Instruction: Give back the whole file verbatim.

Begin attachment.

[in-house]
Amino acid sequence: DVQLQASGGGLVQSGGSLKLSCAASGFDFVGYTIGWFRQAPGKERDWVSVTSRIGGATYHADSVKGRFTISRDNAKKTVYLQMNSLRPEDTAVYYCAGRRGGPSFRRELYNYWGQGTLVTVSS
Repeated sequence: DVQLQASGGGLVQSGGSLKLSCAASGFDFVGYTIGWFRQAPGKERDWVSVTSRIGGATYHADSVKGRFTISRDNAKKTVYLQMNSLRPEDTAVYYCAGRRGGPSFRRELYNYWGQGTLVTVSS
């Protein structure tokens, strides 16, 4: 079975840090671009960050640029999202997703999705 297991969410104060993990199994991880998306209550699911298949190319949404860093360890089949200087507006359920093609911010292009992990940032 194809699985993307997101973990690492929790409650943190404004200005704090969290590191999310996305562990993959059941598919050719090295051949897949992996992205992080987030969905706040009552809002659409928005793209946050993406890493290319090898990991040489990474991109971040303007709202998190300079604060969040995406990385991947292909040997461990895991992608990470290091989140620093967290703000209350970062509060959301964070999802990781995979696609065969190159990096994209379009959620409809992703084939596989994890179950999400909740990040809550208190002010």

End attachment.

[in-house]
Amino acid sequence: DVQLQASGGGLVQSGGSLKLSCAASGFDFVGYTIGWFRQAPGKERDWVSVTSRIGGATYHADSVKGRFTISRDNAKKTVYLQMNSLRPEDTAVYYCAGRRGGPSFRRELYNYWGQGTLVTVSS
Repeated sequence: DVQLQASGGGLVQSGGSLKLSCAASGFDFVGYTIGWFRQAPGKERDWVSVTSRIGGATYHADSVKGRFTISRDNAKKTVYLQMNSLRPEDTAVYYCAGRRGGPSFRRELYNYWGQGTLVTVSS
């Protein structure tokens, strides 16, 4: 079975840090671009960050640029999202997703999705 297991969410104060993990199994991880998306209550699911298949190319949404860093360890089949200087507006359920093609911010292009992990940032 194809699985993307997101973990690492929790409650943190404004200005704090969290590191999310996305562990993959059941598919050719090295051949897949992996992205992080987030969905706040009552809002659409928005793209946050993406890493290319090898990991040489990474991109971040303007709202998190300079604060969040995406990385991947292909040997461990895991992608990470290091989140620093967290703000209350970062509060959301964070999802990781995979696609065969190159990096994209379009959620409809992703084939596989994890179950999400909740990040809550208190002010």